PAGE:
Insight by Veritas

How to achieve operational resiliency

Federal agencies and the people who staff them have had a crash course in how to keep operating effectively when a totally unexpected situation arises suddenly. What some of observers had referred to as a “black swan” event.

The pandemic has shown the importance of continuity of operations plans (COOP), and that they be tested and revised periodically. It has shown the importance of a robust and adaptable information technology infrastructure, and of how cybersecurity defenses must also be flexible and adaptable.

If you add up these factors, they amount to a more holistic concept that encompasses COOP, virtual private network capacity, and cybersecurity. You might call it operational resiliency.

“Operational resiliency really refers to the concept of any enterprise organization being ready to execute on its mission,” says Alex Restrepo, senior principal for solutions marketing at Veritas.

He spoke as part of a discussion along with Scott Sloan, Veritas senior director of sales engineering for U.S. public sector, in a webinar moderated by Federal News Network’s Tom Temin.

Restrepo said a given agency faces three potential impediments to its ability to reach its mission outcomes.

  • Complexity of the IT environment itself. When organizations add new applications and data sources, they often layer new technology on existing, thereby multiplying the potential conflicts that can interrupt IT services. Another growing complexity factor is adoption of multiple commercial cloud services, along with continued operation and enhancements of agency data centers.
  • Constantly morphing cybersecurity attacks. For instance, the sudden move to mass teleworking has caused a new wave of expertly-crafted phishing and ransomware attacks.
  • Sudden unknown occurrences. “The unknown things like the current pandemic is an example of the unknown impacting business,” Restrepo said.

Sloan pointed out that while so far federal agencies have escaped crippling ransomware attacks, state and local agencies have not been so lucky. He cited the attack on Baltimore a year ago. The ransomware demand for the city’s access to its data was $76,000. “But they decided not to pay. This decision cost the city at least $18 million,” – a combination of the costs to restore its systems and of lost fees revenue while city business stopped.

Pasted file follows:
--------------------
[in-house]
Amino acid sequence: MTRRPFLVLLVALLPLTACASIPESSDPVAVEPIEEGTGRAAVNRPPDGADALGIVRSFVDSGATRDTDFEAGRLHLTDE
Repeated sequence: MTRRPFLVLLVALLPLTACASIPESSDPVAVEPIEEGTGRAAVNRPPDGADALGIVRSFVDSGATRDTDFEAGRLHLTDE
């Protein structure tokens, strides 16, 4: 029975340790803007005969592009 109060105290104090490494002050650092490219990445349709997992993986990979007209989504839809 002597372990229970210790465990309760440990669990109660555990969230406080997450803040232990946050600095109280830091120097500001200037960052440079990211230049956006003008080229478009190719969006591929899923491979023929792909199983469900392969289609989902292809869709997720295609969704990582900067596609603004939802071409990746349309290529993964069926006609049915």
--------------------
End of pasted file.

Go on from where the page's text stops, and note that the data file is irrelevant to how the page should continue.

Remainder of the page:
Keeping resilient

Resiliency is more than the ability to steer around cyber attacks and respond to events like the pandemic or the more-frequent lapses in funding from Congressional logjams, according to Sloan and Restrepo.

A change in charter or regulation can also force a scramble. Nearly every year, for example, Congress tweaks and sometimes radically overhauls the tax code. That forces the need for rapid and reliable changes in IRS systems. The Small Business Administration faced two big changes at once. Not only did its people have to suddenly telework, but it also got a trillion-dollar assignment under the Payroll Protection Plan.

How to deal?

Fundamentally it requires visibility into your own infrastructure and into the nature and location of data.

“If I don’t have good visibility into my entire infrastructure, it’s very difficult for me to pivot and be agile in the face of changes like we’re seeing right now,” Restrepo said.

Secondly, and related to visibility is the ability to change the infrastructure, move data and applications around in failover situations, in some automated or orchestrated way. Planning for resiliency here will quickly reveal the complexity of an environment.

“You want to make sure you have good orchestration tools that are able to take into account the environment. And then move it non-disruptively when necessary,” Restrepo said. Technologies such as virtualization and containerization can aid the movement of workloads and dealing with sudden changes in demand.

Resiliency planning can also aid in another government-wide imperative, namely modernization. Removing complexity should be a component of modernization, Sloan said.

“Agencies thought they could do massive replacements of technology like moving everything to the cloud. But what we’ve been seeing is way more adding of technology than replacing it,” he said. “The result can be a tangle of overlapping and redundant systems that cost money, slow innovation and hinder the agencies from identifying new mission opportunities.”

Check out the videos for more detail on the challenges of operational resiliency.

Operational Resiliency

From our perspective all data is fungible, to the extent that it can move from one form factor to another one underlying infrastructure to another. The key here is really understanding a what data you have.

Building a Plan for Resiliency

Agencies thought they could do massive replacements of technology like moving everything to the cloud. But what we've been seeing is way more adding of technology than replacing it. The result can be a tangle of overlapping and redundant systems that cost money, slow innovation, and hinder the agencies from identifying new mission opportunities.

Unknowns That Affect Federal Agencies

We already see impacts to missions and outcomes on some agencies [that] have put projects on hold while they only focus on keeping their mission afloat. Others haven't missed a beat. They've been able to adapt to the changing environment…since they had a good response plan in place.

Listen to the full show: